# Feedback on proof of "clipping a convex N-polygon creates a convex polygon with at most N+1 vertices"

I want to state that "when a convex polygon with $$N$$ vertices is clipped against a half-plane, the resulting will be a convex polygon of at most $$N+1$$ vertices".

I know now how to argue about convexity. This is my argument about the $$N+1$$ part:

An intersection of any convex polygon with a half-plane consists of at most one line segment. For there to be an intersection at all, at least one point of the polygon must be on a different side of the plane than all others. Therefore, at least one point of the polygon is "cut off". The intersection line creates 0 to 2 new vertices: a vertex in each intersection with a polygon edge and no vertex if it passes through an existing polygon vertex. Because there are at most two intersections of the line and the convex polygon - at most 2 additional polygon vertices can be created. Thus, the result of clipping a convex polygon of $$N$$ vertices with a plane will remove at least one vertex and create at most two vertices. New polygon will not have more than $$N+1$$ vertices.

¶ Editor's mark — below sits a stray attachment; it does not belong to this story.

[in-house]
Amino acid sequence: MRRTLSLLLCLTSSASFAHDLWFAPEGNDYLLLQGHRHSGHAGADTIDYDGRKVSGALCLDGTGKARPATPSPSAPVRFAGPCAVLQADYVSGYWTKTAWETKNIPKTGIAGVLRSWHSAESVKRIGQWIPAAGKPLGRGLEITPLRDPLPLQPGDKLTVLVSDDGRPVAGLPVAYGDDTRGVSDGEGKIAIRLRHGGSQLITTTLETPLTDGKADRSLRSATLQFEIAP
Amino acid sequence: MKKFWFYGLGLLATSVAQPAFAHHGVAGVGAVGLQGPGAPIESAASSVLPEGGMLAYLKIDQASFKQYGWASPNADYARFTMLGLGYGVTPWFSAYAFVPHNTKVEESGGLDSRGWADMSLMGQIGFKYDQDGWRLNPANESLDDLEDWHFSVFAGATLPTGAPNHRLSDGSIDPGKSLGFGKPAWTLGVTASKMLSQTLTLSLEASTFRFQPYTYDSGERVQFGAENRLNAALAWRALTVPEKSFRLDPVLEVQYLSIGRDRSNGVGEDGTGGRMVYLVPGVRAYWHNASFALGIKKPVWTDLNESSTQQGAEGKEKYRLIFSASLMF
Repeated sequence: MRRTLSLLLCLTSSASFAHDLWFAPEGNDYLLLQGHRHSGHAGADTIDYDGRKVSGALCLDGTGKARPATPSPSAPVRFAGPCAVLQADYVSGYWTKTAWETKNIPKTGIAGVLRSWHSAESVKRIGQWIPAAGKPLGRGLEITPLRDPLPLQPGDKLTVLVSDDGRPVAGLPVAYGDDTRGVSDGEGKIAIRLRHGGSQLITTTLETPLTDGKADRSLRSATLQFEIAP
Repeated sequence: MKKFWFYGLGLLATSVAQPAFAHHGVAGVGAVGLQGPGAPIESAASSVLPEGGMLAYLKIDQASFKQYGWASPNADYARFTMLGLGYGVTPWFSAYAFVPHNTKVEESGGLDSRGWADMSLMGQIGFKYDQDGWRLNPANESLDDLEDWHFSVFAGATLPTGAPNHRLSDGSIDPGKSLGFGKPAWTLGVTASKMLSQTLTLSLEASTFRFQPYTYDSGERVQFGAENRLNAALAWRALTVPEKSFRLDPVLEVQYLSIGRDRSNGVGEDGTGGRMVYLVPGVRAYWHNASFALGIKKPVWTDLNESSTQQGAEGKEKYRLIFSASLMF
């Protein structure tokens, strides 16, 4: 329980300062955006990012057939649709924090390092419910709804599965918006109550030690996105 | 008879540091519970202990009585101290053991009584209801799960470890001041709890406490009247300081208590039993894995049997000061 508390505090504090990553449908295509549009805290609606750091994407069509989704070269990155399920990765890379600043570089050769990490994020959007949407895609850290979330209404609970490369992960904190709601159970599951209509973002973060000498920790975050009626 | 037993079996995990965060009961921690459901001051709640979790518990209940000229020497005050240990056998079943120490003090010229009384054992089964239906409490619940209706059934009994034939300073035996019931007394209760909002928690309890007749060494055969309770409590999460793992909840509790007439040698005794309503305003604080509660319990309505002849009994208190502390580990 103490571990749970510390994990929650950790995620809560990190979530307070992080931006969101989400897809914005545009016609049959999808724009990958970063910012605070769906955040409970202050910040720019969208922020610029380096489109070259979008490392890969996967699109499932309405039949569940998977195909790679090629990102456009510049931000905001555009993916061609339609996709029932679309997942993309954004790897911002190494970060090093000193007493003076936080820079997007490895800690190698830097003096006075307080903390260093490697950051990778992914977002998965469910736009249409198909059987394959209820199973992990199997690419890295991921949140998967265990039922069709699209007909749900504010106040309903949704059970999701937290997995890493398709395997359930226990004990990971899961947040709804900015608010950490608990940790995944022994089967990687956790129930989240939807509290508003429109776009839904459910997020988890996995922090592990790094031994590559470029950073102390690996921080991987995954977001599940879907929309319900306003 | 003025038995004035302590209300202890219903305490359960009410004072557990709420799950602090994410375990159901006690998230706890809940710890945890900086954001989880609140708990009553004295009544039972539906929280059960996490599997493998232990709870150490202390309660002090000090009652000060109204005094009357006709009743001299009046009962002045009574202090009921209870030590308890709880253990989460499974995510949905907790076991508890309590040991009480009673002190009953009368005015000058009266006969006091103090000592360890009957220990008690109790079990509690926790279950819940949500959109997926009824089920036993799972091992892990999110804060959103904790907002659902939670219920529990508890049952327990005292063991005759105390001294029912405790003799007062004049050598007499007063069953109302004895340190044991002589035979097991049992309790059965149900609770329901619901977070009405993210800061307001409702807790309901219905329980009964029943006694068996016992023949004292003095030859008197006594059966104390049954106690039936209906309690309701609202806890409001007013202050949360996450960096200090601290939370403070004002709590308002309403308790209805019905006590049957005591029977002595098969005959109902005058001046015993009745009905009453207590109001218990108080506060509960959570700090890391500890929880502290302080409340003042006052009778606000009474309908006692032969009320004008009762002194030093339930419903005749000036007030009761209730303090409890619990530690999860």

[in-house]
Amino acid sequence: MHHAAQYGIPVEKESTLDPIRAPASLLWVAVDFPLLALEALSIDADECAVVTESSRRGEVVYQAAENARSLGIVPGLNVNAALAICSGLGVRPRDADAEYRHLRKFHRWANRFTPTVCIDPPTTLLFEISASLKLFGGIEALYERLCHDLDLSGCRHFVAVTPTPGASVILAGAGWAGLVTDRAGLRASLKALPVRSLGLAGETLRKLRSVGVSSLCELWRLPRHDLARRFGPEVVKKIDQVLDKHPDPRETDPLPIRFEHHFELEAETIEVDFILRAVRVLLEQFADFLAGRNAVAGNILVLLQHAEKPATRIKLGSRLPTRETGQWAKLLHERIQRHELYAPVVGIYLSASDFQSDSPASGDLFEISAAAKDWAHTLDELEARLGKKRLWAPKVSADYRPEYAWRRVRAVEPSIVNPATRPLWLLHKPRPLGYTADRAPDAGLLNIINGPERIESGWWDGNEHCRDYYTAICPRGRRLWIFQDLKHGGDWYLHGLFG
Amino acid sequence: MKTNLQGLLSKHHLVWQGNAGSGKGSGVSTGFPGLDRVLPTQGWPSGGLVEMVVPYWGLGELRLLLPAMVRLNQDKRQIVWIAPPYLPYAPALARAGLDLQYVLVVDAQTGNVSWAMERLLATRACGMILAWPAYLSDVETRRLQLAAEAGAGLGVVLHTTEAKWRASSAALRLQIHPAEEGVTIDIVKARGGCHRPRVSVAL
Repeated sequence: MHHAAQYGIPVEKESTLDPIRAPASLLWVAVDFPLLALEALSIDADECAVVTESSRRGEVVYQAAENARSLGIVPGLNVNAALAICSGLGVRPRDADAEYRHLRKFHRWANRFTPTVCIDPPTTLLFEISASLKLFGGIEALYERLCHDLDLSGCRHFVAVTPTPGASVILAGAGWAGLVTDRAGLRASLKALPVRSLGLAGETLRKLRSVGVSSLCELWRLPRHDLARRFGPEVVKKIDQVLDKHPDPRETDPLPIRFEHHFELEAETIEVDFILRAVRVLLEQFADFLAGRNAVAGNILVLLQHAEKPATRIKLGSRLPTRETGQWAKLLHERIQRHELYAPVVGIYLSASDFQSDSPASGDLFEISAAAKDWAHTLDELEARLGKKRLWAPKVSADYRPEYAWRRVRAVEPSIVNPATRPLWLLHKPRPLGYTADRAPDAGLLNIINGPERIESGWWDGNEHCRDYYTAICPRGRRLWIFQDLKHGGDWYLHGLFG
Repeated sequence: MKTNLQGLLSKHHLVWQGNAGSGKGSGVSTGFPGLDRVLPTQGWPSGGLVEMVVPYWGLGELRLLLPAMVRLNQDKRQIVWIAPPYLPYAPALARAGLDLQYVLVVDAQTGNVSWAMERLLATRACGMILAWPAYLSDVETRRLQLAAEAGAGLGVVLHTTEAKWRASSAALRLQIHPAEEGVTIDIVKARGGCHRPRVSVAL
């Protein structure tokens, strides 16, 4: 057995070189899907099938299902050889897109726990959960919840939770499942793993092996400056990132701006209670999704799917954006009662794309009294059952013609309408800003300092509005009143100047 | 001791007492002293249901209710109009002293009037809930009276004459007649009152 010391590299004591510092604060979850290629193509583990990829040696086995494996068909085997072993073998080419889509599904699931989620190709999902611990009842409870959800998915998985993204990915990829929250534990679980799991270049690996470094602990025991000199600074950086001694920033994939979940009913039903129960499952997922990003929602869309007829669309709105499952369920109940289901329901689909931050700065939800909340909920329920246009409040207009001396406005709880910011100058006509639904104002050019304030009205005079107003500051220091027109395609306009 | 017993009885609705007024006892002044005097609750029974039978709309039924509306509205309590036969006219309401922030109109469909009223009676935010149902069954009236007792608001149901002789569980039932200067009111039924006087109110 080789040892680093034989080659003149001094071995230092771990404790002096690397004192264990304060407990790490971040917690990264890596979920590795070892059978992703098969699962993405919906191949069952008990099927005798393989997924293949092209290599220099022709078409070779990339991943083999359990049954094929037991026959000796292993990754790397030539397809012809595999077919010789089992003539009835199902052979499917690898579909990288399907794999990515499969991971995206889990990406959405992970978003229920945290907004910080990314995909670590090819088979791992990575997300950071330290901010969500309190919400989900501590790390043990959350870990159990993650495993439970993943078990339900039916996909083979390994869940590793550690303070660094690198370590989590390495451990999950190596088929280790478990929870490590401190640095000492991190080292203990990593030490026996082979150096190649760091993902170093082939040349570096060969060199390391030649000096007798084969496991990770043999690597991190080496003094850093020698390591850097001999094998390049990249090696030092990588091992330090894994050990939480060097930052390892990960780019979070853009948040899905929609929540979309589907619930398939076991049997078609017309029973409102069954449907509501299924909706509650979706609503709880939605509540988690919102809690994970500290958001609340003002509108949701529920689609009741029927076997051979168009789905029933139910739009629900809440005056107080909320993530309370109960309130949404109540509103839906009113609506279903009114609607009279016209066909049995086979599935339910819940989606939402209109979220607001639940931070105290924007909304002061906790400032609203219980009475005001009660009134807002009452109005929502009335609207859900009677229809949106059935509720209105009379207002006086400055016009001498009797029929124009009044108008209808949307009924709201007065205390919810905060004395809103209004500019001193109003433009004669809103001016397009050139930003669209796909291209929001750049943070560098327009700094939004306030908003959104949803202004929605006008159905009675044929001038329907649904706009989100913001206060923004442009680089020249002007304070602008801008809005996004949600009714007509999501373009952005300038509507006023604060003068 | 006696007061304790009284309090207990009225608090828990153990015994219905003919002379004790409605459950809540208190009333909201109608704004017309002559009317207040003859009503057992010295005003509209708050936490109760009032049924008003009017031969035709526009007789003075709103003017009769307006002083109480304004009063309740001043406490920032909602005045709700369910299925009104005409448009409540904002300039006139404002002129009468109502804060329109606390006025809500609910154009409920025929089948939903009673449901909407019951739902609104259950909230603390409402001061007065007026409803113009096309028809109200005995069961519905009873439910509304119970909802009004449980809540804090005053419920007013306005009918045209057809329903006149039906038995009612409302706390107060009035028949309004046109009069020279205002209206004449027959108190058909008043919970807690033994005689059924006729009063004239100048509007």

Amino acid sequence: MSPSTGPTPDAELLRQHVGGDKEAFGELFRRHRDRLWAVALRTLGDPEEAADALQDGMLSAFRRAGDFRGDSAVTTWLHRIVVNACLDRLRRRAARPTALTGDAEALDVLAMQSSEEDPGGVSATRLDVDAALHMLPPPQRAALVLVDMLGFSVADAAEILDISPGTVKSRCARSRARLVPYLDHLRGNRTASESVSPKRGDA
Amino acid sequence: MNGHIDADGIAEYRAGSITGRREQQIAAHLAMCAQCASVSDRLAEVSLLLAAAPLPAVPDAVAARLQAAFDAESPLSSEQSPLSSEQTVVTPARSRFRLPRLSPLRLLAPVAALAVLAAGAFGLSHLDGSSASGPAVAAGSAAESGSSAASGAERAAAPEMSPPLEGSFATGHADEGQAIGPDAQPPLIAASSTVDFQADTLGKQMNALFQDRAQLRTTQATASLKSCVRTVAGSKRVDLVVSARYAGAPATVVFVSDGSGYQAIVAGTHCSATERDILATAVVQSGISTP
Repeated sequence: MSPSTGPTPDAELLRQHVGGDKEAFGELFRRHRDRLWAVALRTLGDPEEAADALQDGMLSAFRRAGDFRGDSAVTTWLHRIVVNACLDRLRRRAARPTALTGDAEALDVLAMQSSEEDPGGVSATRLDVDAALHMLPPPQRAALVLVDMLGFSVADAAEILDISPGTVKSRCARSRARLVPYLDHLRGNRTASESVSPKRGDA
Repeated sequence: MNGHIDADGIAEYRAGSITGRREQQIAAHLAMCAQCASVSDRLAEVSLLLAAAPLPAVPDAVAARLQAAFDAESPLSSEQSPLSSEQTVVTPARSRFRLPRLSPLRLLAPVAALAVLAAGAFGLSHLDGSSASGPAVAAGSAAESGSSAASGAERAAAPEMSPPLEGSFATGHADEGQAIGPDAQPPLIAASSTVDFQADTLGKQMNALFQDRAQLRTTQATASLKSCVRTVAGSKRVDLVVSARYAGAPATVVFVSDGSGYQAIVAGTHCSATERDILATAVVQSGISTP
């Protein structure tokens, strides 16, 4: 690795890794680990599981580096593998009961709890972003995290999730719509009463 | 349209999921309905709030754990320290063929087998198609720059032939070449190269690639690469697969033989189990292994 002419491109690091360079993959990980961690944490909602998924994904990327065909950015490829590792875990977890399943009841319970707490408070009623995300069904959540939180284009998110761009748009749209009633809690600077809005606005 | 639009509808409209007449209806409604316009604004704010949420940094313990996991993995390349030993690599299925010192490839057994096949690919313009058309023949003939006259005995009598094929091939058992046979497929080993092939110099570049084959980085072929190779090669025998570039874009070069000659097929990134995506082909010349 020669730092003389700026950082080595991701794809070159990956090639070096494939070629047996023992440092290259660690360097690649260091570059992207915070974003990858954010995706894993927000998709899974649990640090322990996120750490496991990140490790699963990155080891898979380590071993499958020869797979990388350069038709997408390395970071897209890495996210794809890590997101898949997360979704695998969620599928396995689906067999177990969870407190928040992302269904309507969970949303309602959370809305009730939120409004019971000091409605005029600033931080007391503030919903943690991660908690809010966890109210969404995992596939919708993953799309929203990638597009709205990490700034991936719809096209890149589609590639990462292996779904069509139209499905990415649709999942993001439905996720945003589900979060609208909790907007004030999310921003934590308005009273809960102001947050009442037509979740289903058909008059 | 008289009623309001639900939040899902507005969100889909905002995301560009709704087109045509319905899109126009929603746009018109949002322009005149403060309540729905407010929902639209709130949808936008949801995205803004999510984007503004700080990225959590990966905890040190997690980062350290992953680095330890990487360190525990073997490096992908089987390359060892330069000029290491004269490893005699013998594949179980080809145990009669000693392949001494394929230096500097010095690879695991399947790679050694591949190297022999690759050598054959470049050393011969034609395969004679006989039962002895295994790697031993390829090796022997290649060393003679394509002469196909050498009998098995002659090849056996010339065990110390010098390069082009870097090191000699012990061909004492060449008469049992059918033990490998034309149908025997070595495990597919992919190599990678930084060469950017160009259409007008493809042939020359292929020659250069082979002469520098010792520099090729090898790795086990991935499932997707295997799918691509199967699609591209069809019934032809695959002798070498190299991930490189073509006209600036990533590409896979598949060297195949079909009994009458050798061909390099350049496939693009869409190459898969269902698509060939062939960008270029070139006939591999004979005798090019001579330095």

It sounds clumsy and amateur to me myself. How can I improve it? Make it more sound?

At most two edges of the polygon cross the halfplane boundary. Let's renumber so that these edges are $$(p_1, p_2)$$ and $$(p_k, p_{k+1})$$, with $$p_1$$ inside the halfplane. [note that it's possible that $$k = N$$, and $$p_{k+1}$$ therefore denotes $$p_1$$. In particular, however, $$k \le N$$.]
We then know that $$p_2, p_3, \ldots, p_k$$ are in the halfplane as well, and $$p_{k+1}, \ldots, p_n$$ are outside the halfplane. The intersection of the halfplane edge with $$(p_1, p_2)$$ is a single point we'll denote $$q_1$$; the intersection with the other edge is a single point $$q_{k+1}$$. The clipped polygon now has vertices $$q_1, p_2, \ldots, p_k, q_{k+1}$$. Because $$k \le N$$, we see that the clipped polygon has at most $$N+1$$ vertices.
The first case --- one or more vertices lie on the clip-edge --- is similar. If one lies on the clip edge, let it be called $$p_1$$ as before, and let $$q_1 = p_1$$; then the prior argument works fine. If two lie on the clip edge, and they're adjacent, then the clipped polygon is the original (or is a single edge, depending on the orientation of the half-plane). If two non-adjacent vertices lie on the clip edge, label the first $$p_1$$, and the adjacent out-of-halfplane vertex $$p_2$$; continue numbering until you reach the next vertex, $$p_k$$, on the halfplane edge; the clipped polygon now has vertices $$p_1, \ldots, p_k$$, and $$k \le N < N + 1$$.